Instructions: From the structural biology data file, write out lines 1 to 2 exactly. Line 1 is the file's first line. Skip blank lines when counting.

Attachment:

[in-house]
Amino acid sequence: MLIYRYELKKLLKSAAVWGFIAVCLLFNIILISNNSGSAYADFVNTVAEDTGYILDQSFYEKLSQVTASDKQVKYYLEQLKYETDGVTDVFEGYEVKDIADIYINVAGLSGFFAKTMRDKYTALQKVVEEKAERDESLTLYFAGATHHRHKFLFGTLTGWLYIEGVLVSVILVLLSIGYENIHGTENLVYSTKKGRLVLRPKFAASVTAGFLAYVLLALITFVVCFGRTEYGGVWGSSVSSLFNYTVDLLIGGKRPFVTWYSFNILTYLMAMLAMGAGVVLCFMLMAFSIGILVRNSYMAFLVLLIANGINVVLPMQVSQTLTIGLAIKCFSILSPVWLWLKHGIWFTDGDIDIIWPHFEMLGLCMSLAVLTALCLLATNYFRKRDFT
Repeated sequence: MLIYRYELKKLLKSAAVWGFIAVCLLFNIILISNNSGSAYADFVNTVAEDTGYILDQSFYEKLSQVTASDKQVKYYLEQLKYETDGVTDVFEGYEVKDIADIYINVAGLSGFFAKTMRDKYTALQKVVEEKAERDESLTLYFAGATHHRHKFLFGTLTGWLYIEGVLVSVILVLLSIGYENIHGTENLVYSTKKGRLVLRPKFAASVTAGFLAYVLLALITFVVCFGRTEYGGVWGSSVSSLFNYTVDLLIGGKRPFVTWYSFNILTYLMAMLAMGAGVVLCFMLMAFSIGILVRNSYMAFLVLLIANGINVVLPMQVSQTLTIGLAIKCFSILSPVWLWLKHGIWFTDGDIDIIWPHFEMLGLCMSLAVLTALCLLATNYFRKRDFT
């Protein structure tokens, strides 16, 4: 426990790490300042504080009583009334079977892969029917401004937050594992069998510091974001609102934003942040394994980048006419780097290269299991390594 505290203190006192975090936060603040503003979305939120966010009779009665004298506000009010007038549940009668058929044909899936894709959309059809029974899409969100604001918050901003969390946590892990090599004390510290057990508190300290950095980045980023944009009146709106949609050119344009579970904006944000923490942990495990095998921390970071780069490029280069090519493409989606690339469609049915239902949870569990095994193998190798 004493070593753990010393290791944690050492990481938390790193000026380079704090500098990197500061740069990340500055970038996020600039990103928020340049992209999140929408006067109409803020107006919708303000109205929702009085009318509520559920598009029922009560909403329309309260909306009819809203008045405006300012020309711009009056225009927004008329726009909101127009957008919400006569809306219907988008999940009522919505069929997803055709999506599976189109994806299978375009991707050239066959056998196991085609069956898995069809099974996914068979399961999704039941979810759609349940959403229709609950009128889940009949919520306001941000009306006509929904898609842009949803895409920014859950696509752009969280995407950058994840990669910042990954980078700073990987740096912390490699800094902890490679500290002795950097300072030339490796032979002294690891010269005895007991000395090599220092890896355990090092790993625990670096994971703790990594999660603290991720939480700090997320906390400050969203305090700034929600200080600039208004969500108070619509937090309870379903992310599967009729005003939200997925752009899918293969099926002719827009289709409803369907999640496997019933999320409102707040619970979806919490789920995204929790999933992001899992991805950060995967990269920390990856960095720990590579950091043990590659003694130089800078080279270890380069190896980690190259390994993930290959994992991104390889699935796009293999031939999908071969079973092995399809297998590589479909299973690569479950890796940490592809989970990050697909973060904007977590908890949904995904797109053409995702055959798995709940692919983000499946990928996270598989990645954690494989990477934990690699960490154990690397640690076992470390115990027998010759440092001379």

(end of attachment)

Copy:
[in-house]
Amino acid sequence: MLIYRYELKKLLKSAAVWGFIAVCLLFNIILISNNSGSAYADFVNTVAEDTGYILDQSFYEKLSQVTASDKQVKYYLEQLKYETDGVTDVFEGYEVKDIADIYINVAGLSGFFAKTMRDKYTALQKVVEEKAERDESLTLYFAGATHHRHKFLFGTLTGWLYIEGVLVSVILVLLSIGYENIHGTENLVYSTKKGRLVLRPKFAASVTAGFLAYVLLALITFVVCFGRTEYGGVWGSSVSSLFNYTVDLLIGGKRPFVTWYSFNILTYLMAMLAMGAGVVLCFMLMAFSIGILVRNSYMAFLVLLIANGINVVLPMQVSQTLTIGLAIKCFSILSPVWLWLKHGIWFTDGDIDIIWPHFEMLGLCMSLAVLTALCLLATNYFRKRDFT